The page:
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Twitter Turns To Father Of The Bride To See How Hollywood's Portrayal Of Middle Age Has Changed

Trends in Hollywood are always changing. From the modern dominance of blockbuster genre franchises like "Star Wars" and the MCU, to the ongoing battle for more equitable casting, to the growing role of streaming as a release venue, the movie landscape of today looks a lot different than it did a few decades ago. Recently, film fans took to Twitter to discuss another major change — a shift in how middle-aged people are portrayed on the big screen, as exemplified by the 1990s "Father of the Bride" films.

There was a time when certain milestones were more expected of adults in their 40s — marriage, home ownership, parenthood, and a nice stock portfolio. While the cultural pressure to achieve these things certainly remains, the increased challenges of buying a house (via Washington Post) and other societal shifts have altered this generation's perception of what it means to be middle-aged. That shift has been reflected in Hollywood as well. Long gone are the Ward Cleaver days of identically stodgy film and TV fathers, replaced by an era where comedies like "Bridesmaids" and "The 40-Year-Old Virgin" thrive.

It wasn't all that long ago, though, that middle-aged characters were expected to be presented strictly as prim and proper adults. All it takes is a glance back at "Father of the Bride" to see how much has changed.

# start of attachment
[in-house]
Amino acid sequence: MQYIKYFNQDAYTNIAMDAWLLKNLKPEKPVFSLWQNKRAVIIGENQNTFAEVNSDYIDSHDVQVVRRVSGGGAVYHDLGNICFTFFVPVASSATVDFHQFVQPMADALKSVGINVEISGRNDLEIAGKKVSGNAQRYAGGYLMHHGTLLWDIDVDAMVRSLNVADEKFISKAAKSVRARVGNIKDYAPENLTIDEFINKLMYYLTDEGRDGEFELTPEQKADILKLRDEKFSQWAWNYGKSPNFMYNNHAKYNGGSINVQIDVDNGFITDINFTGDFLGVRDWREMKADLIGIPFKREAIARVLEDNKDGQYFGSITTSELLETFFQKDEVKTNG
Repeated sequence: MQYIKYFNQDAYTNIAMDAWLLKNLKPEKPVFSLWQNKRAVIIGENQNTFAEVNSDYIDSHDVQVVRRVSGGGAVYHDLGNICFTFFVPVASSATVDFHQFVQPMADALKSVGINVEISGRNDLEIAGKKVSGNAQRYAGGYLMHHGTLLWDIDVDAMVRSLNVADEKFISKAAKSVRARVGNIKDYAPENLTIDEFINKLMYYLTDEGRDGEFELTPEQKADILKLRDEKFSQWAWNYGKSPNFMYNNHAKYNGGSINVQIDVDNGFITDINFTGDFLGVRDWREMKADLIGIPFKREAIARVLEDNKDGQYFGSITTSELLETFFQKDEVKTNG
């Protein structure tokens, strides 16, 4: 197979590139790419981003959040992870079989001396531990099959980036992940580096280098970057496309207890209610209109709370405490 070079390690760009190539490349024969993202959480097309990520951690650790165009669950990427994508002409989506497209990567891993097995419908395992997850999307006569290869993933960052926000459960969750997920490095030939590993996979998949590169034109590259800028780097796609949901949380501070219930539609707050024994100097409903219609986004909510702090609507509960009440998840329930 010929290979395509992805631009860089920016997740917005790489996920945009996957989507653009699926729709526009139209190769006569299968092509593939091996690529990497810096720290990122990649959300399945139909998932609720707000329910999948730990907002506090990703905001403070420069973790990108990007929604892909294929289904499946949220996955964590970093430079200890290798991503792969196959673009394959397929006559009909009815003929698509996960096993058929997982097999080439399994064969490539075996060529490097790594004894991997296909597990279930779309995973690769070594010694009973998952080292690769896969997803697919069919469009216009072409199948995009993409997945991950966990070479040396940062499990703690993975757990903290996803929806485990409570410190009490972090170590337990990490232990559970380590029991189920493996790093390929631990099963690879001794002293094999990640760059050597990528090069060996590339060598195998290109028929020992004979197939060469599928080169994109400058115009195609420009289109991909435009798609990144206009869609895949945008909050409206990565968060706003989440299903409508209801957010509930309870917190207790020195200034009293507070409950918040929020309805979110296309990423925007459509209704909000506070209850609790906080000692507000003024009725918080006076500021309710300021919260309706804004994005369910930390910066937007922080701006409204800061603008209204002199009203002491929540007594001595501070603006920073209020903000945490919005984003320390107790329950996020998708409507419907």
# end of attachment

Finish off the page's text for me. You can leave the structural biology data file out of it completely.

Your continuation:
Father of the Bride's leading couple hasn't aged well

Upon rewatching 1995's "Father of the Bride Part II," screenwriter Jessica Ellis took to Twitter with a screenshot of Steve Martin – who's been in more movies than some can remember — and Diane Keaton's characters sitting on a couch. "An unbelievable thing that has changed in 30 years is that in 1995, this was supposed to be what 45-years-old looked like," Ellis wrote over the photo, which shows Martin in a stiffly tailored suit and tie and Keaton in a high-necked blouse and sweater combo with pearls. The tweet has since been viewed over 6 million times and accrued over 5,000 retweets.

Both characters are meant to be in their mid-to-late-40s in the film. While that is accurate for both Martin and Keaton at the time, Ellis points out that it's their styling that stands out today. "The 'ideal' was to be a person in old lady twinsets and pearls *by your 40s* [sic]," Ellis wrote in a follow-up tweet

Ellis makes a salient point about the specific ways middle-aged characters were and weren't allowed to present for so long in Hollywood. A simple glance at the many responses to the tweet shows how dated this kind of presentation feels today. As Twitter user @theburbanist expressed in a reply, some of that is surely due to the ever-changing nature of fashion. It also speaks volumes about how much more open stories starring middle-aged characters have become in recent years.